A Conference Survival Guide for the Shy and Terrified
So there I was, hanging out with LITERALLY HUNDREDS of preeminent HR professionals from all across the state, and this was what I chose as my opening line:
“Hi. I’m Sara Gallagher. I’m not in HR.”
There are so many interesting things I could have said about myself. (Many of which, incidentally, would have explained what I was doing there.) I’m a blogger with an obsessive interest in what makes some businesses succeed, and others fail. I’m a “DIY MBA” student, and this conference is my classroom. Or even just “Hi. I’m Sara Gallagher. Nice to meet you.”
But I didn’t say any of these things because, truthfully, conferences overwhelm me. I’m an INTJ, which means I love attending sessions, absorbing information, and thinking deeply about complex issues. I do not, as a rule, love networking. I like having friends. Making them, on the other hand, is more difficult. As an introvert, I have a serious case of stranger danger.
So I’ve spent my evening summoning my introvert-nerd powers to assemble this list of pointers for others who may suffer from my constipation-of-the-mouth:
People like hanging out with introverts because they are relentless self-editors. Everything an introvert says is interesting, because they’ve spent so much time ruminating on whether or not to say it. Twitter is great for introverts, because it gives them time to process what they’re hearing, form a thought, and share it with the world–all on their schedule. Using a conference hashtag like #okhr means that everyone benefits from an introvert’s genius, without putting him or her through the agony of an in-person conversation. The great thing is, twitter conversations can rapidly blossom into an in-person meeting with a built-in discussion topic…no small talk required.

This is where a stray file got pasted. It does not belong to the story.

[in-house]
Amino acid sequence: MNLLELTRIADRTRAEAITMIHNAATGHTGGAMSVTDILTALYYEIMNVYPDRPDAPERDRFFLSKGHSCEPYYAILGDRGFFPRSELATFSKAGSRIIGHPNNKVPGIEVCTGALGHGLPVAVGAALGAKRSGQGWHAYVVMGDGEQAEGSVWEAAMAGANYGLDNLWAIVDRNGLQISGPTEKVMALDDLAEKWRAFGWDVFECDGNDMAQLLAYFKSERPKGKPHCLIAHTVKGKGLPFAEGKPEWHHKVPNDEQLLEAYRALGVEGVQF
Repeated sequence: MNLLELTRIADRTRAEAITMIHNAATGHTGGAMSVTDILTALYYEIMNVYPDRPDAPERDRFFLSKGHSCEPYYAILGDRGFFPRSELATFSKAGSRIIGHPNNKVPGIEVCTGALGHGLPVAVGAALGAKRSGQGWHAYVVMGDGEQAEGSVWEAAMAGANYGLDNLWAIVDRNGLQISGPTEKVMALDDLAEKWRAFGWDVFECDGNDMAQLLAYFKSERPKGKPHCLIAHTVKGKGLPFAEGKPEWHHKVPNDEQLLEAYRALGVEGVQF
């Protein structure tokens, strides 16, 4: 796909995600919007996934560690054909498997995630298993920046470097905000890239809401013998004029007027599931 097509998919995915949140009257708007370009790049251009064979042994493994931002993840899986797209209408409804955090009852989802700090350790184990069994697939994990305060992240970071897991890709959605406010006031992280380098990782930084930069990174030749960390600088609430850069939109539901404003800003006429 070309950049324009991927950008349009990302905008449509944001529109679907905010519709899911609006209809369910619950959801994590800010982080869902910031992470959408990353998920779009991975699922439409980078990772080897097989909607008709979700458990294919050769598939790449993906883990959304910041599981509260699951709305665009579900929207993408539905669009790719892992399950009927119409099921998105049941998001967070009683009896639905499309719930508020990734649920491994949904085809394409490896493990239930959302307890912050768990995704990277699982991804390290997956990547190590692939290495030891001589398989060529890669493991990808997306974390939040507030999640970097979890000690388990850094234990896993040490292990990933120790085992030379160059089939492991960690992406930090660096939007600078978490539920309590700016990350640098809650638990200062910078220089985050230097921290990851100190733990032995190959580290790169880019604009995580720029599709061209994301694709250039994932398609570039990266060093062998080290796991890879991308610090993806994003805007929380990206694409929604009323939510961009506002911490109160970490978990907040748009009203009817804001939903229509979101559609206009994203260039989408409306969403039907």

2. Don’t Sit With Your Friends.
If you sit next to someone you don’t know, the conversation that ensues is 99% predictable. Here is what will happen: You will sit down. Someone else will ask if the seat next to you is taken. You will say no. They will sit and ask where you are from. You will tell them, but right at that moment the speaker will begin his introduction. You are now able to consider how scary the person sitting next to you is, on a scale of 1 to 10. 5 or above, you bolt as soon as the session is over. 4 or below, and you now have the entire session to think about what to say next. Easy Peesy.
3. Pretend You are Superman.
When I was dating my husband, I walked into his bathroom and noticed the outline of a body drawn on his mirror. It was written in dry-erase marker, with a giant cape flowing from the shoulders. When you stood in front of the mirror, it looked like you were wearing the cape. Written above the outline were these words: You Are Superman. Yeah, I thought it was weird too.